I think Republican polls showed it. Absolutely, it was in favor of eliminating, letting the Bush tax cuts on people who earn more than $250,000 expire, and at the same time holding those tax cuts in place for the middle class, maybe not for the next 10 years, but for until the economy recovers.
I think people wanted that and I think our guys were too afraid of the rhetoric and they assume that people will say, oh, you raised taxes.
Well, sure we raised taxes, but we didn’t raise taxes on you, ma’am. In fact, the Obama stimulus plan cut your taxes. We raised taxes on people who can afford to pay taxes and, by the way, we raised taxes back to the level that seven and half years of the Ronald Reagan administration had.
HUNT: Well, it is interesting. You mentioned the stimulus and most economists, including the Congressional Budget Office, the - Mark Zandi from your home state of Pennsylvania, say it probably saved 2-to-3 million jobs, yet Republicans successfully are campaigning against it everywhere. Why is it so unpopular if it was so good?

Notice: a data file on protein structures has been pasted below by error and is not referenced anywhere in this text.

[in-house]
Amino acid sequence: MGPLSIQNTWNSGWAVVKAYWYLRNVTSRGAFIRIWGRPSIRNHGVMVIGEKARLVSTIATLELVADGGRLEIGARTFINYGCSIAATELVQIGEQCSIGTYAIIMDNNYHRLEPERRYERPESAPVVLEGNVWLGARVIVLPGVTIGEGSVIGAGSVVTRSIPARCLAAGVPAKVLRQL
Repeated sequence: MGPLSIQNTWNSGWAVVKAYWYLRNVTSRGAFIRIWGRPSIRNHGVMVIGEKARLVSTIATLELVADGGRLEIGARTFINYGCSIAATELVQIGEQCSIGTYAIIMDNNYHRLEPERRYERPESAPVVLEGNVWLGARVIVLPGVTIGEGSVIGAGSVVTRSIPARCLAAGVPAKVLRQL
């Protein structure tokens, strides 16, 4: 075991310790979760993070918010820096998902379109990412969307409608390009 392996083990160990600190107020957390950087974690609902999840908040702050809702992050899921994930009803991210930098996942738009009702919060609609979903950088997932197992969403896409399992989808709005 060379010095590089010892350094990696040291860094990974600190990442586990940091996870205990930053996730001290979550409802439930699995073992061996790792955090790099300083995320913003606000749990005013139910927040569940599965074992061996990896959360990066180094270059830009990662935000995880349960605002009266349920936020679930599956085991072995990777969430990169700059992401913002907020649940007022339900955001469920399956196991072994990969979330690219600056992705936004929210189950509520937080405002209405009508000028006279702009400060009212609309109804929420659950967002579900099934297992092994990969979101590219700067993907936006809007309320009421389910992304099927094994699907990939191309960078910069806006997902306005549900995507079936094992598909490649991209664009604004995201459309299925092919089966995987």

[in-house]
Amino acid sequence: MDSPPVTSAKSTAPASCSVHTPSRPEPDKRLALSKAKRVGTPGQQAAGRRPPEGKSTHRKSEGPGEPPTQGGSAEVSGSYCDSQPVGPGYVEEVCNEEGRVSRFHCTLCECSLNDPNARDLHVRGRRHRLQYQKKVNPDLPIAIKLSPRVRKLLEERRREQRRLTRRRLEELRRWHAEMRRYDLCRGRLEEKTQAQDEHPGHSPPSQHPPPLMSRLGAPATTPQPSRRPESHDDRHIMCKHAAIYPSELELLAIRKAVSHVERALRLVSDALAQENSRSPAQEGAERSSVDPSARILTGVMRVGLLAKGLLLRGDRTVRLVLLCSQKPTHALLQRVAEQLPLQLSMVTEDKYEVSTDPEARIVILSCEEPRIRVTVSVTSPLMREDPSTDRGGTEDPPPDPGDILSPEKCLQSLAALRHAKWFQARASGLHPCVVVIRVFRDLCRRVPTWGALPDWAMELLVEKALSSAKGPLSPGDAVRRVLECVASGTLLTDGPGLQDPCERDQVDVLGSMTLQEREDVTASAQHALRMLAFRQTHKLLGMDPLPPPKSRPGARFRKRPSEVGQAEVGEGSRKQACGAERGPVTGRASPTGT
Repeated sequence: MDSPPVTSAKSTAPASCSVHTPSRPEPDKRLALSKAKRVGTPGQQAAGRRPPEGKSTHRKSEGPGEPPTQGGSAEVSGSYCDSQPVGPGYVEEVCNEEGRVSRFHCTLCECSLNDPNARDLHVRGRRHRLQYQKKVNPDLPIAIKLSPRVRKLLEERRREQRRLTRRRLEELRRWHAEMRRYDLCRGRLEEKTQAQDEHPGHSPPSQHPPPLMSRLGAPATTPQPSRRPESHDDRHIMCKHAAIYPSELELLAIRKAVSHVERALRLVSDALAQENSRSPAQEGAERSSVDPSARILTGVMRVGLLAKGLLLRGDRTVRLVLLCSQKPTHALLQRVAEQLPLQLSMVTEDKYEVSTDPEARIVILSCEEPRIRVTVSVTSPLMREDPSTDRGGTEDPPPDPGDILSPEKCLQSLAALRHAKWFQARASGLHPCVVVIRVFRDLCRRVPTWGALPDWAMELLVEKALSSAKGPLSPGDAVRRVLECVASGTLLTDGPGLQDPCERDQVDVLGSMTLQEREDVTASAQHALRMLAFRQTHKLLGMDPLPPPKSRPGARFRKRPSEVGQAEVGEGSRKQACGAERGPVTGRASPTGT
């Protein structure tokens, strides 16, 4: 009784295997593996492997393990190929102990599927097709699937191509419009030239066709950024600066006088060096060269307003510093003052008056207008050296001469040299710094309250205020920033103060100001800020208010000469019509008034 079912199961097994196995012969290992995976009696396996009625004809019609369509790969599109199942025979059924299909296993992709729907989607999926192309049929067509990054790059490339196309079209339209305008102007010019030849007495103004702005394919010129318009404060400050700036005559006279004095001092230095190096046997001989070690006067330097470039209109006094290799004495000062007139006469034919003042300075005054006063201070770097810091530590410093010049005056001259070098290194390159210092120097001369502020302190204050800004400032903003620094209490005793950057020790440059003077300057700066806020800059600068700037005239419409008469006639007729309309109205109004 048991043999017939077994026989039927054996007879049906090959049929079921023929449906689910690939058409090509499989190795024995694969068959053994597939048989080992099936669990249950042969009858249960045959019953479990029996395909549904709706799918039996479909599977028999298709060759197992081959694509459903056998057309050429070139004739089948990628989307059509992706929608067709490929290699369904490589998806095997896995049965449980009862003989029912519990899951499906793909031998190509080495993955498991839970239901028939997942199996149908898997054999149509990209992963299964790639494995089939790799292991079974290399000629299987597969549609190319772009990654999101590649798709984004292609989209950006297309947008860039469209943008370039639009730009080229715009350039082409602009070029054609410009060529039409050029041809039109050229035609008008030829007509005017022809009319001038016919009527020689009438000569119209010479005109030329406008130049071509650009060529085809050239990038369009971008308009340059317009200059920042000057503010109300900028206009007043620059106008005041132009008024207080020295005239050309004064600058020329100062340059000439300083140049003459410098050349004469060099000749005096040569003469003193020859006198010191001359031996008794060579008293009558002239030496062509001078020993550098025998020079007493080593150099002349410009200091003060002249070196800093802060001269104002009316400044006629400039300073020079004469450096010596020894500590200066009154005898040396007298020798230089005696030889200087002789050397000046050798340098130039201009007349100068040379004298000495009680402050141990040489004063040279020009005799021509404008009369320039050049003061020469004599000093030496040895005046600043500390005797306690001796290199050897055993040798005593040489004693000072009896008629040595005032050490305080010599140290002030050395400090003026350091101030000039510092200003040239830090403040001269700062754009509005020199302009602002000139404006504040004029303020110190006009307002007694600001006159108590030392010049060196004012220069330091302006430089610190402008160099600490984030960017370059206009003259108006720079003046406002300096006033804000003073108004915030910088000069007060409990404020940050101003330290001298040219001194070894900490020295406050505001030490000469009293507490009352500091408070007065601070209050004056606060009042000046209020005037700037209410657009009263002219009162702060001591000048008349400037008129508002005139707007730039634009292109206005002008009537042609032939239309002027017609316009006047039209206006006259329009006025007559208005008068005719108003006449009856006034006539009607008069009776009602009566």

RENDELL: Well, let me say economists believe and the CBO says it would have, the unemployment rate would have been a point -
RENDELL: - to maybe two points higher were it not for stimulus. The problem is, out of the box at the beginning we got out-spun, and out-spun with - it was almost like the death panel stuff. They took a few things that were in the stimulus that weren’t good and blew it up way out of proportion and we didn’t answer back. For example, they are for tax cuts, right? That is all you hear from the Republicans.
RENDELL: Well, how much of that $870 billion was tax cuts, Al? Do you remember? It was $375 billion worth of tax cuts, tax cuts to individuals, tax cuts to business, et cetera.
Well, how many Americans know that
HUNT: So why is this president who was such a great communicator during the campaign, why does he do such a lousy job of communicating now?
RENDELL: Al, I wish to heck I knew. I - it is the greatest quandary in my, in all of the 33 years that I have been in politics. It is the greatest question mark. I cannot, not for the life of me, figure it out.
We didn’t seize the initiative. We sat back. We let them sort of define the stimulus in the minds of American people. We let them define health care.